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GTAP Resource #4674

"A new generation of scientists? The impact of STEM-qualified workers on the Australian economy"
by Dixon, Janine


Abstract
Developing capacity in “STEM” (Science, Technology, Engineering and Mathematics) is often considered by policy makers to be a panacea for economic growth. We investigate the potential impacts on the Australian economy of a boost to the STEM sector using the single-region, dynamic Victoria University (VU) model of the Australian economy.

We consider two scenarios. In the first, we explore the potential for growth through building up the supply of STEM qualified workers. We find a positive deviation in GDP from the business-as-usual forecast in the medium term. The benefit to the economy of additional STEM qualified workers gradually declines as the supply of these workers grows, until the average wage received by STEM workers, initially more than the national average, falls to below the national average wage. For every additional STEM worker, demographic constraints mean that the economy loses a non-STEM worker – perhaps an artist, a labourer, or a hairdresser. In the long run, this has a negative impact.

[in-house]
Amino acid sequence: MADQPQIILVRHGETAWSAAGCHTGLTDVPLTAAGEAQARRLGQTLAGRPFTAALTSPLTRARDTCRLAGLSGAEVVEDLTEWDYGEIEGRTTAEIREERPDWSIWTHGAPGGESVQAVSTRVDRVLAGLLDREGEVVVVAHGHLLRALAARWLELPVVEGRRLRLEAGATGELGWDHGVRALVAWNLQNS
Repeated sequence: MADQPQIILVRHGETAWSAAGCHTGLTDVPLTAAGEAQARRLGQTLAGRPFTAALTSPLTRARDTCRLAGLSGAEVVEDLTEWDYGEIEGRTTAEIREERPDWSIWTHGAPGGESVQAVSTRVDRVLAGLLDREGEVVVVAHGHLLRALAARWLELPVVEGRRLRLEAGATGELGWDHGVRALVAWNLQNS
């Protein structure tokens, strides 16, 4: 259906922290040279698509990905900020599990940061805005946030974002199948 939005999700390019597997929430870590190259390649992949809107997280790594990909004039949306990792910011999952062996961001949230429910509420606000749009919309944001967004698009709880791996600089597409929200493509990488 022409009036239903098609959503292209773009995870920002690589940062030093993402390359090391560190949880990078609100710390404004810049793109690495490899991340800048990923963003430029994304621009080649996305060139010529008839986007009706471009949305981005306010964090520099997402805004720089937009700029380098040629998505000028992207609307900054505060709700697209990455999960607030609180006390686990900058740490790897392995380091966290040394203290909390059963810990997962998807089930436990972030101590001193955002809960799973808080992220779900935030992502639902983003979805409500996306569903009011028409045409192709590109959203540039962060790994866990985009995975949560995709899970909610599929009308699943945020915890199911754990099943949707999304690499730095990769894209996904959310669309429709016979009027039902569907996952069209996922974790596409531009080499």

In the second scenario, we analyse the impact of a boost to demand for exports of STEM commodities. The scenario is set up to reflect a compositional change only, with the demand for non-STEM exports declining so that the terms of trade remains on its business-as-usual forecast trajectory. Over the forecast period of 20 years, we find that this compositional change has a positive impact on economic growth.

In addition to the usual CGE framework embedded in the 115-industry VU model, in this project we use two detailed industry by occupation matrices, the first specified in wage bill weights and the second in head counts. For these matrices, 97 occupations are identified. Furthermore, we utilise matrices of occupation by skill in wage bill and head count weights, in which 56 “skills” are identified, comprised of 11 fields of study cross-classified by 5 levels of attainment and a final category for no post-school qualification.


Resource Details (Export Citation) GTAP Keywords
Category: 2015 Conference Paper
Status: Published
By/In: Presented at the 18th Annual Conference on Global Economic Analysis, Melbourne, Australia
Date: 2015
Version:
Created: Dixon, J. (4/13/2015)
Updated: Dixon, J. (6/17/2015)
Visits: 734
- Baseline development
- Education
- Labor market issues
- Oceania


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Comments (1 posted)
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Posted by: Dixon, Janine   4/15/2015 9:51:00 PM
This paper is incomplete and will be submitted by April 26.